One of the key points to think about when taking inventory is what will be required to tell your version of the story visually. What will be included in each frame? In our project, the answers to these questions created some fun problem solving activities as the kids determined what we already had in our supply room, and what we still had to make, or bring in. Since our main character was a mad scientist, we began by breaking into our science curriculum supplies. Here we found a doctor’s jacket, stethoscope, safety goggles, some specimen jars and even some bone props. In addition, the kids created some backdrops so they could include extra lab equipment in the video that we didn’t have, along with a bowl of eyeballs!
When it came to costumes, we chose to create paper bag masks. This is always super fun and was a large project in itself as we researched which monsters we would like to include in our story, then looked up designs for such characters and began sketching them out. A template was then created for each character and poster paper was used to fill in each section of the character to be glued to the paper bag. The costumes were hung in our hallways for everyone to enjoy as Halloween art and they were simply taken down when we needed to use them in our scenes.
STEP 5. BREAK THINGS DOWN, FRAME BY FRAME
One very simple way to move the story forward without committing to rehearsing scenes and learning lines is to act everything out in photo sequences. By doing so, students will learn even more about point of view (POV) as each photo becomes part of a sequence – including a beginning, middle, and end to your story. It’s a super fun way to explore story structure. This sort of format makes classroom management doable as you can film any part of the story at any time and put it all together in order at the end. With only a few children required at any given time to be included in a controlled scene, it also allows for many assistant roles from a lot of children who will be eager to help out from behind the scenes.They’ll have so much fun adding last minute artwork, helping out with directing, and many other tasks that will come up while working collaboratively with your entire class.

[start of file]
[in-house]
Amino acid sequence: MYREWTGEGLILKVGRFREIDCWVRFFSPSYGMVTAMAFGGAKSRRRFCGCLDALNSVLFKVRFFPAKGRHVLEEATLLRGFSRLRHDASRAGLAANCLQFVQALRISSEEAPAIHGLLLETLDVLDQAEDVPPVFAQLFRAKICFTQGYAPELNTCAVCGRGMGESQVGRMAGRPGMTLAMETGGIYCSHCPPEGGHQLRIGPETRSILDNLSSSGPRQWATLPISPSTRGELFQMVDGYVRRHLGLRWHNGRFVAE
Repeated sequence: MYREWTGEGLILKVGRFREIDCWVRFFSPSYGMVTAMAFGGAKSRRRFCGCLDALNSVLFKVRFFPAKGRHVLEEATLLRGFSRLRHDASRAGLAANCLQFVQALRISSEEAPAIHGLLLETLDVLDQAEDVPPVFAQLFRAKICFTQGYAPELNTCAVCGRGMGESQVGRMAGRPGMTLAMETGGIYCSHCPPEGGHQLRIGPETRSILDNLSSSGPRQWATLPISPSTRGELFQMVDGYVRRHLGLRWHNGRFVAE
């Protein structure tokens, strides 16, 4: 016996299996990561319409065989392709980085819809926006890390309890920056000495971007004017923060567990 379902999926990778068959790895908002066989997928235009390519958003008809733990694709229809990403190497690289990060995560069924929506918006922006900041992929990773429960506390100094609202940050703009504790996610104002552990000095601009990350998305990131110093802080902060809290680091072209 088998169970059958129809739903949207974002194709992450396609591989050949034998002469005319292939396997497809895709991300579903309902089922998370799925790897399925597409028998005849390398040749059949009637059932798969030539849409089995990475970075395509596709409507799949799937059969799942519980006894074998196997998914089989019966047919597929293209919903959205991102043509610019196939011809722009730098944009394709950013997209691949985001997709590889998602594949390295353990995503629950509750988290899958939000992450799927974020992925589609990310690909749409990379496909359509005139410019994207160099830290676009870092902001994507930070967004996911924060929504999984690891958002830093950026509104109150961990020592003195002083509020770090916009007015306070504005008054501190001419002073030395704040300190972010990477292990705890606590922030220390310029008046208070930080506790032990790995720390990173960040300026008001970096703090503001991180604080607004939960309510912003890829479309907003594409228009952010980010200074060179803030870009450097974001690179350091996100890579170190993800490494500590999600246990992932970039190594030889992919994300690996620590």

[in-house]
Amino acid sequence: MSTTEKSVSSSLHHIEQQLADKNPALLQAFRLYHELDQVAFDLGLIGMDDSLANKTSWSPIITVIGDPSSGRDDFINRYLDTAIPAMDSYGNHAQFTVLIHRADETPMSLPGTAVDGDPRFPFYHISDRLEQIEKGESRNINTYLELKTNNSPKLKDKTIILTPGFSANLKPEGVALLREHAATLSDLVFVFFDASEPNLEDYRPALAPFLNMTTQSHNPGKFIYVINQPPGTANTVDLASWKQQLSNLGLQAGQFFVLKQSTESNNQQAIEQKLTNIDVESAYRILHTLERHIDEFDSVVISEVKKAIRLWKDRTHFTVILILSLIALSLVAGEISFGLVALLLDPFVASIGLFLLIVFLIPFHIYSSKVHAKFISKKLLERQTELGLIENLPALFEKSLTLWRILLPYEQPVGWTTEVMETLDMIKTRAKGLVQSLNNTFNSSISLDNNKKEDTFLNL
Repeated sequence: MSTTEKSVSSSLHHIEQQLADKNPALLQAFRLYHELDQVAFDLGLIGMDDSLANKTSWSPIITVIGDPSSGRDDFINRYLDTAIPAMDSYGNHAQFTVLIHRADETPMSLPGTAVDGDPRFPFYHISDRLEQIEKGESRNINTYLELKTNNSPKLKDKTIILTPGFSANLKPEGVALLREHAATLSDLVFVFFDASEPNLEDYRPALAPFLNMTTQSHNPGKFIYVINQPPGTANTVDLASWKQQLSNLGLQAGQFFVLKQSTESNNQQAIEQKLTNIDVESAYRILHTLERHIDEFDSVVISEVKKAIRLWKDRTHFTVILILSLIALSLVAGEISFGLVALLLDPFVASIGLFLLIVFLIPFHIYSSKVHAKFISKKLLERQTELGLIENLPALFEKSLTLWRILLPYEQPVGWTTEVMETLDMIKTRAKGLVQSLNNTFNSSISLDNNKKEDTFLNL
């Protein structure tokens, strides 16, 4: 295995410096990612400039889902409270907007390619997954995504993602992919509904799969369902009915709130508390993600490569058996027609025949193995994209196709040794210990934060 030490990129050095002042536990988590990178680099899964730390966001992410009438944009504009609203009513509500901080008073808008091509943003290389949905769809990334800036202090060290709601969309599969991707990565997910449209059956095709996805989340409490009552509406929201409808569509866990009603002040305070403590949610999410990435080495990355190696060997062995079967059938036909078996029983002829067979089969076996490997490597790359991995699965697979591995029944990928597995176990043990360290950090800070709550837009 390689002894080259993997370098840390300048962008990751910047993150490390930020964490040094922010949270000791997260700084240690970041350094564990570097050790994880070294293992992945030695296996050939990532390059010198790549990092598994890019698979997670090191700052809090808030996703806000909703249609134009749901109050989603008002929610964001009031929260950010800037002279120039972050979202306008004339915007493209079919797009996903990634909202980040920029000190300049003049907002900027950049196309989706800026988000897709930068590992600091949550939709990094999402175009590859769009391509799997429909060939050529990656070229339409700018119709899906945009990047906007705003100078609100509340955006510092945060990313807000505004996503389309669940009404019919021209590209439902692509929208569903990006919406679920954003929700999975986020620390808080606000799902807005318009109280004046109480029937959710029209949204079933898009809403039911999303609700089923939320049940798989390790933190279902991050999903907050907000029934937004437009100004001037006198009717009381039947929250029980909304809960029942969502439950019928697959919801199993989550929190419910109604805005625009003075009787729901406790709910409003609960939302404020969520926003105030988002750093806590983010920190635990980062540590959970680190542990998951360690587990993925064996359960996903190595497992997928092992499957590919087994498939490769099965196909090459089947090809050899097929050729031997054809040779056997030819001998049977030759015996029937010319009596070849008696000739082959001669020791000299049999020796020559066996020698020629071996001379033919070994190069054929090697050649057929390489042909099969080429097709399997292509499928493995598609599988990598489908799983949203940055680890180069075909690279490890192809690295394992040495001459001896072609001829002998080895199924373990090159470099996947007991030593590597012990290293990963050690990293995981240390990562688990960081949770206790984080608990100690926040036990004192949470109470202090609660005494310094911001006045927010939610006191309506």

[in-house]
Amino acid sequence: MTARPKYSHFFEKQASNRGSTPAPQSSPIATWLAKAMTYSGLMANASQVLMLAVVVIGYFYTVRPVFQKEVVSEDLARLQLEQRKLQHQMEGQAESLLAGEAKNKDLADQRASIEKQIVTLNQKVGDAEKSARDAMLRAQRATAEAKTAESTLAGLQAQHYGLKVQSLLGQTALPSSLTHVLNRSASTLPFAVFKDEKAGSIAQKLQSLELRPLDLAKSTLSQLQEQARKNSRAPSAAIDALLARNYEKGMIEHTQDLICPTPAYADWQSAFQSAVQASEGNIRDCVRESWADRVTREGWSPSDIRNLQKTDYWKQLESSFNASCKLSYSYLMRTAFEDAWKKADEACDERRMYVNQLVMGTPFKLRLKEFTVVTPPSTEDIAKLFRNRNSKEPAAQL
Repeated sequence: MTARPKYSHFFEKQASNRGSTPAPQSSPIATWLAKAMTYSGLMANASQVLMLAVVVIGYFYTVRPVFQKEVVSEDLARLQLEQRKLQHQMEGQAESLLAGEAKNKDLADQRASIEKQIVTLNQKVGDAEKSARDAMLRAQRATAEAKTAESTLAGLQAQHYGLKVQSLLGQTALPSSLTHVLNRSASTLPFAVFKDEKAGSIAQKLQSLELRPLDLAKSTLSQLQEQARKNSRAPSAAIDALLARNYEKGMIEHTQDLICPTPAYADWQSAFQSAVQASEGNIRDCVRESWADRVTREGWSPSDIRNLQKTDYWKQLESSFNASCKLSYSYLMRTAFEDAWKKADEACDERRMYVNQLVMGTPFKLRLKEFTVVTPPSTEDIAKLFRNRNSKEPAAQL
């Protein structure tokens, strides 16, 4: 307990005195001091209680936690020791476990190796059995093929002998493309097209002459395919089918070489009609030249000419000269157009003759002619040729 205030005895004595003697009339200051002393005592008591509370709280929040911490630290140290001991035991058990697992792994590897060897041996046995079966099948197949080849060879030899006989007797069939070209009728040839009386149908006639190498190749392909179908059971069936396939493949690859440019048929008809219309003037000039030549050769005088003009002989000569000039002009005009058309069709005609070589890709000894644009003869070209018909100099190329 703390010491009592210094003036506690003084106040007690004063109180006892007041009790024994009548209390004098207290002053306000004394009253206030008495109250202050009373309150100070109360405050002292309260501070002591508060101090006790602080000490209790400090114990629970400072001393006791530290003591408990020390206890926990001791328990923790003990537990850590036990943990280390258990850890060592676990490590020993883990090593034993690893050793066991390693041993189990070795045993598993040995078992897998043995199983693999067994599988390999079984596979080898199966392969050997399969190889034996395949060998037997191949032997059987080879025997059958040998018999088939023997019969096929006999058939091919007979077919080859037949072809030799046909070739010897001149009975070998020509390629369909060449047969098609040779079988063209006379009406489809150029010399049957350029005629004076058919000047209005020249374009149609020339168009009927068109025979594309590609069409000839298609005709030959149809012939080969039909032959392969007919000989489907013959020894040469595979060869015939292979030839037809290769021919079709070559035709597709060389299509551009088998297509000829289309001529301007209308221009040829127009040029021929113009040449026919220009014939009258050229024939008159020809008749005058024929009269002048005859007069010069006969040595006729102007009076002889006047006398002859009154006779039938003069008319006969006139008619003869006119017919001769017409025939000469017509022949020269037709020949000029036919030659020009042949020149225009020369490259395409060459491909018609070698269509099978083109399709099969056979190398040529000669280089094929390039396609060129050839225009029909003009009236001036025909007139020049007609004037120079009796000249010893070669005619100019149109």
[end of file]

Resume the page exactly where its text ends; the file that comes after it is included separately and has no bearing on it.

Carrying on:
MORE MOMENTS OF OUR MONSTER MASHING FUN!
KiDS NEWS & REViEWS is proud to be ranked a
Top 100 Early Childhood Education Blog of 2019
CONGRATULATIONS to every blogger that has made this Top Early Childhood Education Blogs list! This is the most comprehensive list of best Early Childhood Education blogs on the internet and I’m honoured to have you as part of this! I personally give you a high-five and want to thank you for your contribution to this world.
Top 100 Rated Blogs are ranked based on following criteria:
- Google reputation and Google search ranking
- Influence and popularity on Instagram, Facebook, and other social media sites
- Quality and consistency of posts
- Feedspot’s editorial team and expert review